I will try to avoid too many superlatives in this review of a brilliant documentary that is currently being shown at the online Visions du Réel festival in Nyon. So I have chosen to start with a copy-paste of the festival’s precise synopsis taken from the Cineuropa magazine:
“The film’s subject is Czech painter, photographer and experimental filmmaker Jan Jedlička, whom the Visions du Réel website calls “one of the best-kept secrets in the world of art”. Due to the political situation after 1968, he emigrated from Czechoslovakia and settled in Switzerland. For almost ten years, he was looking for new inspiration when, suddenly, during a holiday trip, he fell in love with the flat landscape of the Maremma region in Tuscany. He found his new artistic home there, and as an artist, he began from scratch. The documentary follows Jedlička at work in the present and dives into the past in order to help us understand his artistic career. The film tries to capture how he rediscovered his landscape – this time his inner one.”
To meet sympathetic Jedlička is a wonderful experience in a film that follows his daily rythm, takes its (his) time, goes with him in the landscape of Maremma in Tuscany, where he finds the motives and brings back pieces of rocks and stones from where he, with his mortar stone grinding and with water, brings forward colours that he uses for his interpretation of the wetland that is Maremma. “I need to have the reality next to me… the presence of reality keep us awake”, he says. He also reflects on loneliness and silence as he could experience in a house in Maremma – “that is not freedom”. He stands on the beach next to the anthropomorphic – as he calls them – wooden sculptures formed by the waves of the sea. He is in his atelier and his home in Zürich and Prague, he makes mezzotints, he is a fabulous photographer, playing with lights and darkness, he is with famous Steidl that publishes a photo book with his works, he praises b/w polaroid.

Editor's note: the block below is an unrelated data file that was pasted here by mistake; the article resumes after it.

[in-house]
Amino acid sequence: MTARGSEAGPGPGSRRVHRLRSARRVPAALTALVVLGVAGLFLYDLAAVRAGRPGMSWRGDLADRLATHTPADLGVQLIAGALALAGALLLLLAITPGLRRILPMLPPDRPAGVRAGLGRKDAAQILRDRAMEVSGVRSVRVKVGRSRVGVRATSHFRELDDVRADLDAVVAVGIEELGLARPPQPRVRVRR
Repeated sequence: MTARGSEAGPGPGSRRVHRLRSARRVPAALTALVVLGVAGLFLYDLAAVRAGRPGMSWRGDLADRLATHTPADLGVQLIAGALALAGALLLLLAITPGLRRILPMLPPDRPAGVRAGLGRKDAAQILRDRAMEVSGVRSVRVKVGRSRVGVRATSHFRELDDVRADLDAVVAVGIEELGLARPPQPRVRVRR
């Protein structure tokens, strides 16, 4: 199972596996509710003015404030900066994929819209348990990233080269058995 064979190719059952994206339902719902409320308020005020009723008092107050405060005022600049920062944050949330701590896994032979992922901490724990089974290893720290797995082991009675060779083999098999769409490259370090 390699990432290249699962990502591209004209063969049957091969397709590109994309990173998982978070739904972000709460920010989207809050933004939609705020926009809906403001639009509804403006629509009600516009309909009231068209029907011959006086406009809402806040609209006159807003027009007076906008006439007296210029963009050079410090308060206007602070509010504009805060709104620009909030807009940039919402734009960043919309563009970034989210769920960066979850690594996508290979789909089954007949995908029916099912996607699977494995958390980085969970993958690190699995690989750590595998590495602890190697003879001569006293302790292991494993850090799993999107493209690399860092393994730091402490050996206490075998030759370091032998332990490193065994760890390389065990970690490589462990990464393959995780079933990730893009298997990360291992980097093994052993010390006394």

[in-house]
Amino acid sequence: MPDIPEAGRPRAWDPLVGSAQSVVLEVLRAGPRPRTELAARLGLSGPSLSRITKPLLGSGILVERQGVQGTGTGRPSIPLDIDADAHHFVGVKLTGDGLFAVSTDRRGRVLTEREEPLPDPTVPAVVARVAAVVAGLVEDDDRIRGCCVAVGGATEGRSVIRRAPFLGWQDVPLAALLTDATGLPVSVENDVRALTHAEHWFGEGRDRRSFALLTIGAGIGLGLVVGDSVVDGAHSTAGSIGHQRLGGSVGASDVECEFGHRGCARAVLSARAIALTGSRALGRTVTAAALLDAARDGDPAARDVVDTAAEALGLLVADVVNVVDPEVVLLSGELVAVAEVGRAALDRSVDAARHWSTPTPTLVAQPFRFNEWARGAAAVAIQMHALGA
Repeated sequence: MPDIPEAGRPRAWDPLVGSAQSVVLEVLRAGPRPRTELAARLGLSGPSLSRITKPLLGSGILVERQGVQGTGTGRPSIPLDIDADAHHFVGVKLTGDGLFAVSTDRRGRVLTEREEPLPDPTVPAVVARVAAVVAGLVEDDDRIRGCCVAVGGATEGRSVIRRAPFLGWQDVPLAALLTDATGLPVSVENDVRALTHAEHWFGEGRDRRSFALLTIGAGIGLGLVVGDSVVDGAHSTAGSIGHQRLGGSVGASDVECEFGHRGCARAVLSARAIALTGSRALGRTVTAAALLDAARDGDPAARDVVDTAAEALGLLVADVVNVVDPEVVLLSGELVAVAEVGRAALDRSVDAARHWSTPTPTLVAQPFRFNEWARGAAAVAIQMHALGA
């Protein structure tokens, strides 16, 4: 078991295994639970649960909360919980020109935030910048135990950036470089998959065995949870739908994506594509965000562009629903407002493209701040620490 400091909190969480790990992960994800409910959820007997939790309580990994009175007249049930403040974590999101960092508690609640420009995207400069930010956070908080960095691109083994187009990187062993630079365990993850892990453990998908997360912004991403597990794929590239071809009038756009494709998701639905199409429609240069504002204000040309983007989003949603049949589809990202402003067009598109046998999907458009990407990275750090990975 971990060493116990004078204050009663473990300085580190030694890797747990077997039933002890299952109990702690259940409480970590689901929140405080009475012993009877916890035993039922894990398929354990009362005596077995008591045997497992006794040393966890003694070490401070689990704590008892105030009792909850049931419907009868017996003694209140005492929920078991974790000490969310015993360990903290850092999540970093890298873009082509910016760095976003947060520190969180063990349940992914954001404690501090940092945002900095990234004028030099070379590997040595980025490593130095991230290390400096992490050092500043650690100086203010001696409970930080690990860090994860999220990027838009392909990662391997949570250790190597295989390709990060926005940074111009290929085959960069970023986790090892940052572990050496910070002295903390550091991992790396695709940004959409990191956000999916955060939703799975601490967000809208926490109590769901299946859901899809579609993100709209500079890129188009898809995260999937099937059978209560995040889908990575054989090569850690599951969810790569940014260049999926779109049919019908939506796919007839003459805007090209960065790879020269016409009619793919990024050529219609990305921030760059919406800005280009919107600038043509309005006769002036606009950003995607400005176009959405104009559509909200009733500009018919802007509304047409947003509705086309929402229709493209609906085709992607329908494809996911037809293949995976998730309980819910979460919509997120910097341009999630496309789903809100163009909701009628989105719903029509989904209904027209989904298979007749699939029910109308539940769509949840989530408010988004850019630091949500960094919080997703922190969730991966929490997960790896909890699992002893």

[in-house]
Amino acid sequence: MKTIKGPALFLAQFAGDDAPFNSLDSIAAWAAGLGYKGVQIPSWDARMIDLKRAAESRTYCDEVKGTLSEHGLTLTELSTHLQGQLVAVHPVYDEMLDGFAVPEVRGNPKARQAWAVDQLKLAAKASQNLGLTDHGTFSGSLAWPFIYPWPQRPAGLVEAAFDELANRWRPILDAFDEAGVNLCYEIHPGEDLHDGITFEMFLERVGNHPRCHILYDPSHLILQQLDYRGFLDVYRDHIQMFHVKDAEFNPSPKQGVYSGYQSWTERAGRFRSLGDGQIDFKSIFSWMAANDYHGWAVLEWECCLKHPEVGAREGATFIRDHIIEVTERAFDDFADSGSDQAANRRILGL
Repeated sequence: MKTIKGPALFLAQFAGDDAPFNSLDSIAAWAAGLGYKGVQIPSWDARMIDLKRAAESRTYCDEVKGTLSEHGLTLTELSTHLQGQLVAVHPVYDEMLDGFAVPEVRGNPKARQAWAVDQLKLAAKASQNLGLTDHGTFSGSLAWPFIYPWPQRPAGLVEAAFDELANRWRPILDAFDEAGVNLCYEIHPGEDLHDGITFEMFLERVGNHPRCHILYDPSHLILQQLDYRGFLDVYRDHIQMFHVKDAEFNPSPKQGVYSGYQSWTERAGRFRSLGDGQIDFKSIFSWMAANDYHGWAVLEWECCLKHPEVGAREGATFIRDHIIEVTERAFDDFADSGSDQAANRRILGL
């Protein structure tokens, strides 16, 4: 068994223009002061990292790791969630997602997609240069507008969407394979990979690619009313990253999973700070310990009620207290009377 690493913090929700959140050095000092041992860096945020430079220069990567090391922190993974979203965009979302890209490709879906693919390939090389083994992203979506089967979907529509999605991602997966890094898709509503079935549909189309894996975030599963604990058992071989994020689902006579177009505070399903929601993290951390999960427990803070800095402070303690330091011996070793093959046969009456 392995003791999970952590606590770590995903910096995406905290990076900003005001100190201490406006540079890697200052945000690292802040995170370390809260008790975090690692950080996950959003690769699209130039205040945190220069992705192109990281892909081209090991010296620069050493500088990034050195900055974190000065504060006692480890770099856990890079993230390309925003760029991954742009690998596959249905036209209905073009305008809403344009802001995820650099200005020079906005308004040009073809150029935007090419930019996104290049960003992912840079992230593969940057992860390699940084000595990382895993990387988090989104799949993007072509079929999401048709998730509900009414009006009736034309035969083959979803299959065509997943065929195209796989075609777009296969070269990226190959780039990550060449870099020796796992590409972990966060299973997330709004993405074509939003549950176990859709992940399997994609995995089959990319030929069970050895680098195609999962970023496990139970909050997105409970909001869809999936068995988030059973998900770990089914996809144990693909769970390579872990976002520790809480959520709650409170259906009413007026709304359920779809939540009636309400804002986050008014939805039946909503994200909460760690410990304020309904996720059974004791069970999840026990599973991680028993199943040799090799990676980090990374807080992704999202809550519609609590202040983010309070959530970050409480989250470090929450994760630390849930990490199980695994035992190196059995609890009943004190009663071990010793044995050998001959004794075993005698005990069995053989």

The film camera (maestro Czech cameraman Miroslav Janek) observes and interprets, I would say paints synchronically with the great artist Jan Jedlička is. It’s all about curiosity, he says, keeping the tension and interest (good advice to documentarians from a modest man) who – shows the film with archive material, a lot shot by him – has an eye for nuances and a very gentle way of looking at the world.
Making portraits of artists is about finding a tone that fits and characterises the artist without staying on the surface and limit yourself to biography. Petr Záruba cleverly leaves the story about Jedlička leaving Prague in 1969 in the background to let the audience be with him in the creative process. It was a lovely journey to be taken on. Thanks.
Czech Republic, 2020, 66 mins.